• It aims to promote better analysis, prediction and coordinated policymaking on the implications of ice melting in the Arctic on India’s economic, military and strategic interests related to global shipping routes, energy security and exploitation of mineral wealth.
    • It seeks to study the linkages between polar regions and the Himalayas and deepen the cooperation between India and the countries of the Arctic region under various Arctic forums, drawing expertise from scientific and traditional knowledge.
    • The policy also seeks to increase India’s participation in the Arctic Council and improve understanding of the complex governance structures in the Arctic, relevant international laws and geopolitics of the region.
  • Relevance of Arctic for India?
    • The Arctic region is significant due to the shipping routes that run through it.
    • According to an analysis published by the Manohar Parrikar Institute for Defence Studies and Analyses, the adverse effects of the Arctic are not just impacting the availability of mineral and hydrocarbon resources, but also transforming global shipping routes.
      • According to the Ministry of External Affairs, India can play a constructive role in securing a stable Arctic.
    • The region holds immense geopolitical importance as the Arctic is projected to be ice-free by 2050 and world powers making a beeline to exploit the region rich in natural resources.

What is the Arctic?

  • The Arctic is a polar region located at the northernmost part of Earth.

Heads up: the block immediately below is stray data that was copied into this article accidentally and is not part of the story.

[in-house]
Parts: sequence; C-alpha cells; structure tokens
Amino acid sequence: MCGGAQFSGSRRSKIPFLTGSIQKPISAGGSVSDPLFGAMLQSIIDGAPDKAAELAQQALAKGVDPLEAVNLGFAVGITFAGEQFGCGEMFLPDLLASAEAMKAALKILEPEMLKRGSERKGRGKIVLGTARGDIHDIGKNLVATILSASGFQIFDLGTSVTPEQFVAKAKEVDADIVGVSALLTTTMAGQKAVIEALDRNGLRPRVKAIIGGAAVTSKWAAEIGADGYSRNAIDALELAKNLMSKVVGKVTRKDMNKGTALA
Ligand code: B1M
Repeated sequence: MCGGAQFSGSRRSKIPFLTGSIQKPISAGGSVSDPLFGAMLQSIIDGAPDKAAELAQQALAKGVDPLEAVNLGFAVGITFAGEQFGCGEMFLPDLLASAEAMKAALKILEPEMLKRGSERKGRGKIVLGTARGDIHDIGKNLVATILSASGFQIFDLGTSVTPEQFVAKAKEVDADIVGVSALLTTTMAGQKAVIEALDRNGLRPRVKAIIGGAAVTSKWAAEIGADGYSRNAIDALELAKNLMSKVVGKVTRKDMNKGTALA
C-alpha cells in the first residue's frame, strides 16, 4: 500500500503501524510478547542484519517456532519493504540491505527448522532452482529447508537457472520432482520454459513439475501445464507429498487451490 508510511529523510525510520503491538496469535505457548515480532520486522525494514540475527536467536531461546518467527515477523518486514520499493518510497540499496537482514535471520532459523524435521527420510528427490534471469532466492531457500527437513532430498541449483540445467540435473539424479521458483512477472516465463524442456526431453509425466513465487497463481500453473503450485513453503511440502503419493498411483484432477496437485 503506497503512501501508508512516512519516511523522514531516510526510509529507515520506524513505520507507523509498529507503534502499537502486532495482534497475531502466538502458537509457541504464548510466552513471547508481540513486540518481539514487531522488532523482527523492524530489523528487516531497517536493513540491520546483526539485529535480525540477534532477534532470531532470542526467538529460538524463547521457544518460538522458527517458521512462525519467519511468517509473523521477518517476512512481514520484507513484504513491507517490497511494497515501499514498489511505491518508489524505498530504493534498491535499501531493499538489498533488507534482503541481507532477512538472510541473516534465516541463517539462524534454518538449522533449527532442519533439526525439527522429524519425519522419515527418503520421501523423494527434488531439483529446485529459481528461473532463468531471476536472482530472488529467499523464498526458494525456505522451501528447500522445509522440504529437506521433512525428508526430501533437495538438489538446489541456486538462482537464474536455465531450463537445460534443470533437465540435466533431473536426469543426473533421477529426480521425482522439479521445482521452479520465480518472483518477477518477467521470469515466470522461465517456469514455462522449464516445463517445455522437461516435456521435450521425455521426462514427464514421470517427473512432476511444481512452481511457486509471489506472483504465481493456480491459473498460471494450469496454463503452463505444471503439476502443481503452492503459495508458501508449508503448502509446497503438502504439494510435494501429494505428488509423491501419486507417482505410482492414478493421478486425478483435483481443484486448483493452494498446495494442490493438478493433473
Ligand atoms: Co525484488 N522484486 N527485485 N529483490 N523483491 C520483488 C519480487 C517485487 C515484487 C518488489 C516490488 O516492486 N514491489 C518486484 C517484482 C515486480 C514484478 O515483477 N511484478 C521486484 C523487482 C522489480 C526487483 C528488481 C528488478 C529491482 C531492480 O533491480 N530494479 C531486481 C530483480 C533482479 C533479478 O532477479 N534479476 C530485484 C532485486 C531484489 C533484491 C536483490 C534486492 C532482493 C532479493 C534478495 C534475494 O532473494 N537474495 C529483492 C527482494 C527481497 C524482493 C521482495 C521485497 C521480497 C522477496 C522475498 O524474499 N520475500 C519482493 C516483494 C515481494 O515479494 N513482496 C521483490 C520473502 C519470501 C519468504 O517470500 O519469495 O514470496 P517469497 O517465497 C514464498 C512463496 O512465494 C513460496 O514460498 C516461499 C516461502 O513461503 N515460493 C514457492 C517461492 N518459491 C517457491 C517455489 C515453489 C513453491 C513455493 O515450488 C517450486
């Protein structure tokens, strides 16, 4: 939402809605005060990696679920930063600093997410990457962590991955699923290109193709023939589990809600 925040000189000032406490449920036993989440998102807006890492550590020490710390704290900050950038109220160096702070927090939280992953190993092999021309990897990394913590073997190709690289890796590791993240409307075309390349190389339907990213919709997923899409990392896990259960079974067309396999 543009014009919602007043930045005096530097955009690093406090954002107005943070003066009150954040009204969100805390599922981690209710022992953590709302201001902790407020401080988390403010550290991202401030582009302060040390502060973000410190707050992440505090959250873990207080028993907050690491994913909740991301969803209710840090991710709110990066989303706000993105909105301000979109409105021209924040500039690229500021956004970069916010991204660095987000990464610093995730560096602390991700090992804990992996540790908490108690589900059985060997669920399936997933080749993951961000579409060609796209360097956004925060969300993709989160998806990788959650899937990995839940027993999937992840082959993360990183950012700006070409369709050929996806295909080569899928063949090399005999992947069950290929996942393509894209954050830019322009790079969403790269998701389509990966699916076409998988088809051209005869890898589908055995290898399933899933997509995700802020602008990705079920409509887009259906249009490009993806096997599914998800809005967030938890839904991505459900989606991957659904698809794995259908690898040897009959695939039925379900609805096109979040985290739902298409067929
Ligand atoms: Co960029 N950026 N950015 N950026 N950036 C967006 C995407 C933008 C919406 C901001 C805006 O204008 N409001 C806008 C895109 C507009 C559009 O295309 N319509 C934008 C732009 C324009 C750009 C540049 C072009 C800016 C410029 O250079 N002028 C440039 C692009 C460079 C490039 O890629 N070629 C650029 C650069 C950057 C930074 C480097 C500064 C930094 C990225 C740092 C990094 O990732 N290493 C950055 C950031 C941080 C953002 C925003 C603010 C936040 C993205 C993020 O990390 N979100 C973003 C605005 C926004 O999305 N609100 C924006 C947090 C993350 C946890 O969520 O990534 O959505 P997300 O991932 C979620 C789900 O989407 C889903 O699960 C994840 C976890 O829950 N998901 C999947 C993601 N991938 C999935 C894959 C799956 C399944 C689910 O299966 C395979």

• Land within the Arctic region has seasonally varying snow and ice cover.
  • It consists of the Arctic Ocean, adjacent seas, and parts of Alaska (United States), Canada, Finland, Greenland (Denmark), Iceland, Norway, Russia, and Sweden.

Way Forward

  • India’s Arctic Policy is timely and is likely to provide a direction to India’s policy-makers on contours of India’s engagement with the region.
  • It is the first step towards developing a whole-of-government approach on India’s engagement with the region.
  • The Policy is also likely to raise awareness about the Arctic within India and vice-versa through conduct of programmes, seminars and events in India and in the Arctic.
  • However, India must also officially appoint an ‘Arctic ambassador/representative’ who will represent and voice India’s perspectives on Arctic affairs.
  • Constituting a dedicated expert committee to plan, monitor, steer, implement and review India’s Arctic policy may help streamline the country’s approach in a better manner.


The term ‘IndARC’, sometimes seen in the news, is the name of (2015)

(a) an indigenously developed radar system inducted into Indian Defence

(b) India’s satellite to provide services to the countries of Indian Ocean Rim

(c) a scientific establishment set up by India in Antarctic region

(d) India’s underwater observatory to scientifically study the Arctic region

Ans: (d)

Source: IE